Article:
﻿

# [tutorial] About mechanical stability using Vialux DMDs

We have been using DMDs from Vialux for a few years now, and I already published few posts about different effects that need to be taken into account when working with such devices (in particular aberrations and diffraction effects). One more trivial, but potentially troublesome, effect is due to vibrations, that come from the FPGA board and transmitted through the rigid flat cables. In this quick post, I show the damaging effect of vibrations and how to easily get rid of them, at least partially.

In our experiment, we measure the complex field at the output of multimode fibers using off-axis holography. We noticed some instabilities of the fringes as shown in Fig. 1.

Figure 1. Fringes recording without isolation.

After investigation, it turned out that the sources of the instabilities were vibrations coming from the FPGA board, that has a fan. Since the board is linked to the DMD chip via a rigid flat cable, those vibrations were directly transmitted to the DMD, resulting in angle fluctuations.

To get rid of these vibrations, a quick and dirty solution turned out to be quite effective; we simply clamped the cable using some foam to absorb the vibrations and isolate the DMD from the board. Fig 2. and Fig 3. shows how it looks like for a DMD working in the horizontal position and at 45 degrees.

Figure 2. Isolated setup for a DMD in the horizontal configuration.

The second setup has two cables, it is a bit more difficult to achieve good contact with both cables, especially at a 45 degrees angle. However, having a piece of foam on one side, as long as the cable firmly presses against the foam, is sufficient to isolate the DMD.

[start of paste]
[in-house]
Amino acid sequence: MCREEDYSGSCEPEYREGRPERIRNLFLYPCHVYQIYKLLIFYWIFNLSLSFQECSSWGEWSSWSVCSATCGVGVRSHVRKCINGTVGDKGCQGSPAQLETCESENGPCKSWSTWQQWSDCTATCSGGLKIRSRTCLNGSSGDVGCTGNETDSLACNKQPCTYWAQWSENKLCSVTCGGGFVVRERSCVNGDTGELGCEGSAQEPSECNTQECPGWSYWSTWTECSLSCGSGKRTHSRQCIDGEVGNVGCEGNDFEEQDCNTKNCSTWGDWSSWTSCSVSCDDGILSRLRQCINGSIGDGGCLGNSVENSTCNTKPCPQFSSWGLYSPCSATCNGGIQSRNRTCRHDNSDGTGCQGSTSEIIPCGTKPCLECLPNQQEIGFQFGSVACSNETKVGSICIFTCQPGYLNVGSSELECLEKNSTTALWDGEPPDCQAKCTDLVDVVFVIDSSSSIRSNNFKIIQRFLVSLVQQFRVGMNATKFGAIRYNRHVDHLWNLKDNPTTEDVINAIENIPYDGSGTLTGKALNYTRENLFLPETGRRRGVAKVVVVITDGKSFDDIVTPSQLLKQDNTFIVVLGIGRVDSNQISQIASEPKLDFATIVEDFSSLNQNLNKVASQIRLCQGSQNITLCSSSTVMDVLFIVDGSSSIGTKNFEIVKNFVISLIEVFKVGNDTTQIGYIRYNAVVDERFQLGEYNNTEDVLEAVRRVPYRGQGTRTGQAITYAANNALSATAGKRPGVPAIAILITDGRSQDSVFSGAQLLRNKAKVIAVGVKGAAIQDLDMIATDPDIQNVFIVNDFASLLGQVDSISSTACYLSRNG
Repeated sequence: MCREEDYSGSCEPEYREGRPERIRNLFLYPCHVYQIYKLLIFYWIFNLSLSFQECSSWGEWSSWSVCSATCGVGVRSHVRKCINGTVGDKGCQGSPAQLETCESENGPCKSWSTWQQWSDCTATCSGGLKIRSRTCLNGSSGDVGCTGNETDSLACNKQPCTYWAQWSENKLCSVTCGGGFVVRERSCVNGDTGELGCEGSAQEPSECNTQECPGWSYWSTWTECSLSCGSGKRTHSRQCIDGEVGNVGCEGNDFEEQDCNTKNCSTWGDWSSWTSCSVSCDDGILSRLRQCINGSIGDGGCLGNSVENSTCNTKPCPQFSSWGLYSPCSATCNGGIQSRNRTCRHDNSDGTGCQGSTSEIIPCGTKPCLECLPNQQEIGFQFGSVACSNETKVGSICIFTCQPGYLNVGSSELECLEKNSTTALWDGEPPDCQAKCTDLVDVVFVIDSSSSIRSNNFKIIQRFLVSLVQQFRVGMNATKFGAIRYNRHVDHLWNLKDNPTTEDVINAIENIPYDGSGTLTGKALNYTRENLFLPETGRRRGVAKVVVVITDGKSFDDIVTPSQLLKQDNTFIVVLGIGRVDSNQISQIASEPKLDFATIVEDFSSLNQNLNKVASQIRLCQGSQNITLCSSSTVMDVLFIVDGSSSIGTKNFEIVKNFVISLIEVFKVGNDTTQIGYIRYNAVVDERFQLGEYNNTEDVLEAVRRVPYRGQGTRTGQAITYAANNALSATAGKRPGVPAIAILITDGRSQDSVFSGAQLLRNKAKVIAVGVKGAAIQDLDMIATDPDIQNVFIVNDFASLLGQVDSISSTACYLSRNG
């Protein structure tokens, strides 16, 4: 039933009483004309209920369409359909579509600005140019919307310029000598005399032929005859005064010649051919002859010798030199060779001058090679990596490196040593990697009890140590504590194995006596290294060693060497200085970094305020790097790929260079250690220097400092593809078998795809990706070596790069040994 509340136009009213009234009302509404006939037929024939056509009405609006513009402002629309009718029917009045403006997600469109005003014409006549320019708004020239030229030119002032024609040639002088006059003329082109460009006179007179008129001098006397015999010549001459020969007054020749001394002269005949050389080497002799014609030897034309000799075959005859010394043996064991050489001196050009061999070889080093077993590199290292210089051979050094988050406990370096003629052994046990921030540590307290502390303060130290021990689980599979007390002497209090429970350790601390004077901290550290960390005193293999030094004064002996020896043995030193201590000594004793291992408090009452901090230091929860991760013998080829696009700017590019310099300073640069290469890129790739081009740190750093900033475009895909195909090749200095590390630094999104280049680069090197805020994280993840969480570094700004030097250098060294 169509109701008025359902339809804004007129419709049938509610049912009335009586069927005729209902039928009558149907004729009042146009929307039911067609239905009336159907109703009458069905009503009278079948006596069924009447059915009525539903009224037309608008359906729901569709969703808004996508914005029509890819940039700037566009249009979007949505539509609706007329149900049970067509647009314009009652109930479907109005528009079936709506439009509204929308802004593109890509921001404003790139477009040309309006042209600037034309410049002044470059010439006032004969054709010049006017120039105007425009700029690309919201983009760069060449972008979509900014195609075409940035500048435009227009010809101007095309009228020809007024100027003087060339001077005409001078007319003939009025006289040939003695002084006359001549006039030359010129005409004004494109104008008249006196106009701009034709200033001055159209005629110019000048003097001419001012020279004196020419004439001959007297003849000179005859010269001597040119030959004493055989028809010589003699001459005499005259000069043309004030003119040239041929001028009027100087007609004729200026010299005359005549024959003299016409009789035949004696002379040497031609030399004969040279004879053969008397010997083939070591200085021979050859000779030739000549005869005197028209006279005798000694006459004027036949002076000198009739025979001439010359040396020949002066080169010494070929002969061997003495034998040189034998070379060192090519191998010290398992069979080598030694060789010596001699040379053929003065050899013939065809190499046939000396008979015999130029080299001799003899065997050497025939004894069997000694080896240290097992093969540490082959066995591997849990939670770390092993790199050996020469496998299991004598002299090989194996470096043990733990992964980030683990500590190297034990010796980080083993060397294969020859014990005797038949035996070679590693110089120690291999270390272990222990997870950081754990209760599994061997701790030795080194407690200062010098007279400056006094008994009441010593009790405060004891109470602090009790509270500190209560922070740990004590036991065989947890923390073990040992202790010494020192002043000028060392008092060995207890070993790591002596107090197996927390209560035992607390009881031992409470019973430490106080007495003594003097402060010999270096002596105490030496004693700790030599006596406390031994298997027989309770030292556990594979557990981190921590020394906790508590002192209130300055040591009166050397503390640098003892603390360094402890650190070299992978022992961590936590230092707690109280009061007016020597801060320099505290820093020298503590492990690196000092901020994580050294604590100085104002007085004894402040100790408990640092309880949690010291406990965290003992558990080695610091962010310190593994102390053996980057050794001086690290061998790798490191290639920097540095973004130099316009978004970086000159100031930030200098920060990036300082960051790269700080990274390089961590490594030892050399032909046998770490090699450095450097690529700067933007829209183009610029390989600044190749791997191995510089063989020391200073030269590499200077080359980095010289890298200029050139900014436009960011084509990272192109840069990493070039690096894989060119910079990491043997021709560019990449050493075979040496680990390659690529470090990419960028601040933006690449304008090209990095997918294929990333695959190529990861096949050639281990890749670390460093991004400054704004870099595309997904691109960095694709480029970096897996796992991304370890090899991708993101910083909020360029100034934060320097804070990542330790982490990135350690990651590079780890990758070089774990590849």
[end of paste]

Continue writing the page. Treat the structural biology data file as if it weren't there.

Figure 3. Isolated setup for a DMD in the 45 degrees configuration.

We measure again the fringes and observe the movie shown in Fig. 4. We see a drastic stability improvement.

Figure 4. Fringes recording after isolation.

To quantify the difference between the system with and without the isolation setup, we use off-axis holography to measure the evolution of the phase as a function of the time at one position. The graph in Fig 5. proves that we get rid of fast fluctuations, likely due to the fan, but also more slow variations, probably due to some tension of the rigid cable that rotates slightly the DMD in time.

Figure 5. Evolution of the phase of one point of the complex measured field as a function of time without (red) and with (blue) isolation.

#2 Sébastien Popoff 2019-11-27 10:41
Quoting Lim Tang:
hello Dr.Popoff,

Is the unit of Time second? Can you show the figure of correlation with time?

Thanks a lot.

Yes, it is in seconds, sorry for not showing it on the graph.

Here plotting the correlation is not so relevant as the only parameter fluctuating seems to be the phase. Better quantifying directly this parameter.

#1 Lim Tang 2019-11-27 05:04
hello Dr.Popoff,

Is the unit of Time second? Can you show the figure of correlation with time?

Thanks a lot.